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Shedding of syndecan-1 and -4 ectodomains is regulated by multiple signaling pathways and mediated by a TIMP-3-sensitive metalloproteinase.

Fitzgerald ML, Wang Z, Park PW, Murphy G, Bernfield M - J. Cell Biol. (2000)

Bottom Line: Ledbetter, D.M.These results demonstrate the existence of highly regulated mechanisms that can rapidly convert syndecans from cell surface receptors or coreceptors to soluble heparan sulfate proteoglycan effectors.Because the shed ectodomains are found and function in vivo, regulation of syndecan ectodomain shedding by physiological mediators indicates that shedding is a response to specific developmental and pathophysiological cues.

View Article: PubMed Central - PubMed

Affiliation: Division of Newborn Medicine, Children's Hospital, Harvard Medical School, Boston, Massachusetts 02115, USA.

ABSTRACT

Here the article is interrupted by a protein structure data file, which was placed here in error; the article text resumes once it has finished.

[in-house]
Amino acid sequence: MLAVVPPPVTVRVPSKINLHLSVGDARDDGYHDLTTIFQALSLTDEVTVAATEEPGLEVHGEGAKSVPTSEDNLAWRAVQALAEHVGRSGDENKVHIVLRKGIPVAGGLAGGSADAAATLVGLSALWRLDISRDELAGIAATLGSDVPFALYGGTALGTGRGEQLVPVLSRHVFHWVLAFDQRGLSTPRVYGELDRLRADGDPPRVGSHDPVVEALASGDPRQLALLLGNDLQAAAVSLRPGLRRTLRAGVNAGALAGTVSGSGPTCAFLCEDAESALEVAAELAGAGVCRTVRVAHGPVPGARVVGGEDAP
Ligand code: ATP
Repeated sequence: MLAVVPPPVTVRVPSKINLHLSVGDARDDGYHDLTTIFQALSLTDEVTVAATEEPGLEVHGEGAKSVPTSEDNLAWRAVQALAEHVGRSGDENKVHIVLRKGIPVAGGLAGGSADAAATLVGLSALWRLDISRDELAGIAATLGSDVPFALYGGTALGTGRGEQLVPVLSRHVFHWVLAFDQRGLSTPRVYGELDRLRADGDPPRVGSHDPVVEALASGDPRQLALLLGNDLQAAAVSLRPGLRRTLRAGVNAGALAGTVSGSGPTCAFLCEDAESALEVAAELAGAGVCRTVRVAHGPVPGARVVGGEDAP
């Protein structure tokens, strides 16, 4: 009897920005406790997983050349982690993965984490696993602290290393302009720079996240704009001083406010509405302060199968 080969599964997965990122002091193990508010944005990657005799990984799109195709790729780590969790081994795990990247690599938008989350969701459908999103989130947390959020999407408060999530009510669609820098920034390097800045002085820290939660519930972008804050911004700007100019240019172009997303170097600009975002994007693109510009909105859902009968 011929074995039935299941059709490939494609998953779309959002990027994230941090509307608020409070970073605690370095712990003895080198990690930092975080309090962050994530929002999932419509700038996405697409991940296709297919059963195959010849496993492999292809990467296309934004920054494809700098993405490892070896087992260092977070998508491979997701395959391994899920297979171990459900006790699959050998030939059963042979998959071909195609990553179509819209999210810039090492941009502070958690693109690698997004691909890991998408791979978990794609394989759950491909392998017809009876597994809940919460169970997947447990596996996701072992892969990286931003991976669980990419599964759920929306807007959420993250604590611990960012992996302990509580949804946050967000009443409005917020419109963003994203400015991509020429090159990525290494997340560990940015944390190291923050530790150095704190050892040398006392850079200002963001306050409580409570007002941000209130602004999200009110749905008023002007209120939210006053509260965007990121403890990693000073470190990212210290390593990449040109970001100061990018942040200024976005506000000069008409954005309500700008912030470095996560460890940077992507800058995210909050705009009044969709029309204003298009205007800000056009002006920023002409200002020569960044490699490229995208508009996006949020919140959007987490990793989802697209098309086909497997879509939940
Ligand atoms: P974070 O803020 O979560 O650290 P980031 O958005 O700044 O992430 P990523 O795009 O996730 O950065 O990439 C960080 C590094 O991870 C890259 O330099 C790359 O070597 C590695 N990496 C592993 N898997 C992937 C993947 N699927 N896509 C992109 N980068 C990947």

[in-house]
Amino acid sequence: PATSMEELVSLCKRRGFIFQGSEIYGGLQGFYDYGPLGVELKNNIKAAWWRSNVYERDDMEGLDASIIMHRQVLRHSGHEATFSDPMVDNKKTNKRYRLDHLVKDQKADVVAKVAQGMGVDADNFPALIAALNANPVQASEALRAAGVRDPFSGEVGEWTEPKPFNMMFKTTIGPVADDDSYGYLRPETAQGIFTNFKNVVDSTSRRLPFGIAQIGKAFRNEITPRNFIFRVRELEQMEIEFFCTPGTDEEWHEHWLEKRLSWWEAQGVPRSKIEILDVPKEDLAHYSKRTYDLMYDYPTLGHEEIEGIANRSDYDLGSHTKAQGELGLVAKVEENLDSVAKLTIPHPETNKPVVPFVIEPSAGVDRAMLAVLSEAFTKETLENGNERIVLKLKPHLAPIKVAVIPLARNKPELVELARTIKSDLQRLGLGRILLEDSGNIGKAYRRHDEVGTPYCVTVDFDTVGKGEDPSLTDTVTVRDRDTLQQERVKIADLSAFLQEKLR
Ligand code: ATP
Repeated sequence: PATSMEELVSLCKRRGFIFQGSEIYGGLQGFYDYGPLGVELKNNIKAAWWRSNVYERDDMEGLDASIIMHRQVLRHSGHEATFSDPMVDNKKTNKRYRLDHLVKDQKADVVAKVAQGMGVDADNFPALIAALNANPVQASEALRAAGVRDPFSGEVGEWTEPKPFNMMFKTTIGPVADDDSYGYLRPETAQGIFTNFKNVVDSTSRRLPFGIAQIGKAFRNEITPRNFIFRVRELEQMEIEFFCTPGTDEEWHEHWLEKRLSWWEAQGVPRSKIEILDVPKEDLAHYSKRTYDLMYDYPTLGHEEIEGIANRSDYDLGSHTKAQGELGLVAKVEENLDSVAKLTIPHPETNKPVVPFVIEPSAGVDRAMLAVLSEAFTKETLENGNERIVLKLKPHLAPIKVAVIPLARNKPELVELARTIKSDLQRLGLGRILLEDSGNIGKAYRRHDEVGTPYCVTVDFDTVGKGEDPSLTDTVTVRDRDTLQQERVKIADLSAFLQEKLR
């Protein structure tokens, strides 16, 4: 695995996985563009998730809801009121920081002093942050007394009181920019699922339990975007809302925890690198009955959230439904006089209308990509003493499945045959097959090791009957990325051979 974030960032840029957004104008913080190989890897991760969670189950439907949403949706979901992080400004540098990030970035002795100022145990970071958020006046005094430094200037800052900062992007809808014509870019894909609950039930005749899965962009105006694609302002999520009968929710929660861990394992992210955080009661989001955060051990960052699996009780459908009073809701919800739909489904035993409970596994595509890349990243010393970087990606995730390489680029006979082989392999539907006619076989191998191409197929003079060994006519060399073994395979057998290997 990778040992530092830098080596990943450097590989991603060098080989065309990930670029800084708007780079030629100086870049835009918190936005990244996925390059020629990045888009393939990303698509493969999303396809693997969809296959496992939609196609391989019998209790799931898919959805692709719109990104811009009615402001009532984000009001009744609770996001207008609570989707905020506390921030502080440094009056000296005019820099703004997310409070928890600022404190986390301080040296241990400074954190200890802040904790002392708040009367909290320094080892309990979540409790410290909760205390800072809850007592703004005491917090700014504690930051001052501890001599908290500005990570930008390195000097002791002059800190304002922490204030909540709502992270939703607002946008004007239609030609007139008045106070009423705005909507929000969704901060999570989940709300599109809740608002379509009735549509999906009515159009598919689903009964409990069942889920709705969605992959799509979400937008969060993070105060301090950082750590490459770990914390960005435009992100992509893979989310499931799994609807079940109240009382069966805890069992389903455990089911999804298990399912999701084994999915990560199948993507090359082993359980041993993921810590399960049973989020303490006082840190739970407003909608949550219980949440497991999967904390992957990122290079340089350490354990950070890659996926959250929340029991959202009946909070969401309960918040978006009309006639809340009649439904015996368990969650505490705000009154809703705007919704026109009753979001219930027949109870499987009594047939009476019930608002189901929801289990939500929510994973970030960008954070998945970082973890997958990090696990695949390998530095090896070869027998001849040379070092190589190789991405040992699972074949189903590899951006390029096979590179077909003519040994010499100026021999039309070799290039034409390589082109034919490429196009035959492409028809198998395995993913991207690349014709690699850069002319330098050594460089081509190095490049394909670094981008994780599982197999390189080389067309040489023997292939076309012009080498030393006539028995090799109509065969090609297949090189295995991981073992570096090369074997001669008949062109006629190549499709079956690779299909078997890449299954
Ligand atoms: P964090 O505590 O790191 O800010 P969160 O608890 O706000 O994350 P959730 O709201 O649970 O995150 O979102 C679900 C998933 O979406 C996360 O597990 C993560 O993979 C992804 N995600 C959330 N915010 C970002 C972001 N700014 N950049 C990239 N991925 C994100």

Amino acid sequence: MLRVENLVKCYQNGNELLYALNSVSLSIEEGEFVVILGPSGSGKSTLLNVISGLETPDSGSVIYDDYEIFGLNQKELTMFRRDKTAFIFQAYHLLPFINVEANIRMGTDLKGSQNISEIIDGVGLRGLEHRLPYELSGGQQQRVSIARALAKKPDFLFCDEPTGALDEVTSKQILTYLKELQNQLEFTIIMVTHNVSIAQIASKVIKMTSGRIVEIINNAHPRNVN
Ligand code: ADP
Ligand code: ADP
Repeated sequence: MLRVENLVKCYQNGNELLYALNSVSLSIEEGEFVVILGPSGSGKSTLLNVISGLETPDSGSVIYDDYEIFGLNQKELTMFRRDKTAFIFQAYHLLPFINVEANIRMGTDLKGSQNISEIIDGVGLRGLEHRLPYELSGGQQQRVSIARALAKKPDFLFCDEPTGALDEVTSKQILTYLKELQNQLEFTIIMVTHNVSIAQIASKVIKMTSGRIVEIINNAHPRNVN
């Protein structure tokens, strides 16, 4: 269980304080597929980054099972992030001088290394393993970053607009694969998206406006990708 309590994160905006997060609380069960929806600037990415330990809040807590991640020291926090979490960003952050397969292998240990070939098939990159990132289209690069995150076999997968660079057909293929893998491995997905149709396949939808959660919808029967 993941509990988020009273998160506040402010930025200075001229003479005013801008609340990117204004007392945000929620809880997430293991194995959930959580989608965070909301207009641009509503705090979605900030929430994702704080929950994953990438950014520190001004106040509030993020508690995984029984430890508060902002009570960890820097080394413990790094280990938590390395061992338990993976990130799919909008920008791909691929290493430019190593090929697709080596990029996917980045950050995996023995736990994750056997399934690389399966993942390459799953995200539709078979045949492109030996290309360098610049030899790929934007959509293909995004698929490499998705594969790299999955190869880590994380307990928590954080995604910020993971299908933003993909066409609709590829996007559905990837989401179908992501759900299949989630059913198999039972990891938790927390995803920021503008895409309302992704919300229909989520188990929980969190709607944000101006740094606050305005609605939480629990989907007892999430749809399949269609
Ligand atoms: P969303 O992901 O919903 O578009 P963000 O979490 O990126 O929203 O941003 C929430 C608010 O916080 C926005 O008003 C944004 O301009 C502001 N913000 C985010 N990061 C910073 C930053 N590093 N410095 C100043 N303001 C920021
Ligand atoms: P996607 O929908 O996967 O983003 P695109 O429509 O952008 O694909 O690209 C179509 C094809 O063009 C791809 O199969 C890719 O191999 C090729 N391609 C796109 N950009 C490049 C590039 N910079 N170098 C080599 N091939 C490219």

The syndecan family of four transmembrane heparan sulfate proteoglycans binds a variety of soluble and insoluble extracellular effectors. Syndecan extracellular domains (ectodomains) can be shed intact by proteolytic cleavage of their core proteins, yielding soluble proteoglycans that retain the binding properties of their cell surface precursors. Shedding is accelerated by PMA activation of protein kinase C, and by ligand activation of the thrombin (G-protein-coupled) and EGF (protein tyrosine kinase) receptors (Subramanian, S.V., M.L. Fitzgerald, and M. Bernfield. 1997. J. Biol. Chem. 272:14713-14720). Syndecan-1 and -4 ectodomains are found in acute dermal wound fluids, where they regulate growth factor activity (Kato, M., H. Wang, V. Kainulainen, M.L. Fitzgerald, S. Ledbetter, D.M. Ornitz, and M. Bernfield. 1998. Nat. Med. 4:691-697) and proteolytic balance (Kainulainen, V., H. Wang, C. Schick, and M. Bernfield. 1998. J. Biol. Chem. 273:11563-11569). However, little is known about how syndecan ectodomain shedding is regulated. To elucidate the mechanisms that regulate syndecan shedding, we analyzed several features of the process that sheds the syndecan-1 and -4 ectodomains. We find that shedding accelerated by various physiologic agents involves activation of distinct intracellular signaling pathways; and the proteolytic activity responsible for cleavage of syndecan core proteins, which is associated with the cell surface, can act on unstimulated adjacent cells, and is specifically inhibited by TIMP-3, a matrix-associated metalloproteinase inhibitor. In addition, we find that the syndecan-1 core protein is cleaved on the cell surface at a juxtamembrane site; and the proteolytic activity responsible for accelerated shedding differs from that involved in constitutive shedding of the syndecan ectodomains. These results demonstrate the existence of highly regulated mechanisms that can rapidly convert syndecans from cell surface receptors or coreceptors to soluble heparan sulfate proteoglycan effectors. Because the shed ectodomains are found and function in vivo, regulation of syndecan ectodomain shedding by physiological mediators indicates that shedding is a response to specific developmental and pathophysiological cues.